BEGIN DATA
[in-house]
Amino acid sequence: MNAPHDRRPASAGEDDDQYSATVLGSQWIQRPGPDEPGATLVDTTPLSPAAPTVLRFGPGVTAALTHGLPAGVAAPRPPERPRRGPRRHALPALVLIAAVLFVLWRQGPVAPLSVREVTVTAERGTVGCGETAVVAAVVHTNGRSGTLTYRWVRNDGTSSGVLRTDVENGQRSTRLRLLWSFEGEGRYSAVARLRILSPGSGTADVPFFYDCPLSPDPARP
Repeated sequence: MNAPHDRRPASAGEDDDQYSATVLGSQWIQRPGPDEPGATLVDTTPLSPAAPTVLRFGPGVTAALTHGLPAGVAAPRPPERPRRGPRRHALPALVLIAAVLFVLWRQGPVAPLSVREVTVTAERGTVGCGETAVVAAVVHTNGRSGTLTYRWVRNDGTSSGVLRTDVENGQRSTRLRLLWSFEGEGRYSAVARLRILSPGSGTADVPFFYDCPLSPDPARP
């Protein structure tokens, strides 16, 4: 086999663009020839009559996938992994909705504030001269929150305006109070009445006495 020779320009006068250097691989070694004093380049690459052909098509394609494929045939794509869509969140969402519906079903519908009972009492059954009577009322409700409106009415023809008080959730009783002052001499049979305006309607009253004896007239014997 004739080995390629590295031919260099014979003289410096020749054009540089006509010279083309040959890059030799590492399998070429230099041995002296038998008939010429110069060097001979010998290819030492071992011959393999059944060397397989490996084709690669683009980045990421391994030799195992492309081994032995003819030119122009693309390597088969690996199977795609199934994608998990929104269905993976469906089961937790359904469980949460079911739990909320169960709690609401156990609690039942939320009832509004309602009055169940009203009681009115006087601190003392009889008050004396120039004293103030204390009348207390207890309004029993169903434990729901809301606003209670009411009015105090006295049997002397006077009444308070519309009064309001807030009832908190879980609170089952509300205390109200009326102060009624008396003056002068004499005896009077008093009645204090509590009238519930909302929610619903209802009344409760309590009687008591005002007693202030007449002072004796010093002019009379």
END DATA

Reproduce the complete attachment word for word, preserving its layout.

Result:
[in-house]
Amino acid sequence: MNAPHDRRPASAGEDDDQYSATVLGSQWIQRPGPDEPGATLVDTTPLSPAAPTVLRFGPGVTAALTHGLPAGVAAPRPPERPRRGPRRHALPALVLIAAVLFVLWRQGPVAPLSVREVTVTAERGTVGCGETAVVAAVVHTNGRSGTLTYRWVRNDGTSSGVLRTDVENGQRSTRLRLLWSFEGEGRYSAVARLRILSPGSGTADVPFFYDCPLSPDPARP
Repeated sequence: MNAPHDRRPASAGEDDDQYSATVLGSQWIQRPGPDEPGATLVDTTPLSPAAPTVLRFGPGVTAALTHGLPAGVAAPRPPERPRRGPRRHALPALVLIAAVLFVLWRQGPVAPLSVREVTVTAERGTVGCGETAVVAAVVHTNGRSGTLTYRWVRNDGTSSGVLRTDVENGQRSTRLRLLWSFEGEGRYSAVARLRILSPGSGTADVPFFYDCPLSPDPARP
């Protein structure tokens, strides 16, 4: 086999663009020839009559996938992994909705504030001269929150305006109070009445006495 020779320009006068250097691989070694004093380049690459052909098509394609494929045939794509869509969140969402519906079903519908009972009492059954009577009322409700409106009415023809008080959730009783002052001499049979305006309607009253004896007239014997 004739080995390629590295031919260099014979003289410096020749054009540089006509010279083309040959890059030799590492399998070429230099041995002296038998008939010429110069060097001979010998290819030492071992011959393999059944060397397989490996084709690669683009980045990421391994030799195992492309081994032995003819030119122009693309390597088969690996199977795609199934994608998990929104269905993976469906089961937790359904469980949460079911739990909320169960709690609401156990609690039942939320009832509004309602009055169940009203009681009115006087601190003392009889008050004396120039004293103030204390009348207390207890309004029993169903434990729901809301606003209670009411009015105090006295049997002397006077009444308070519309009064309001807030009832908190879980609170089952509300205390109200009326102060009624008396003056002068004499005896009077008093009645204090509590009238519930909302929610619903209802009344409760309590009687008591005002007693202030007449002072004796010093002019009379």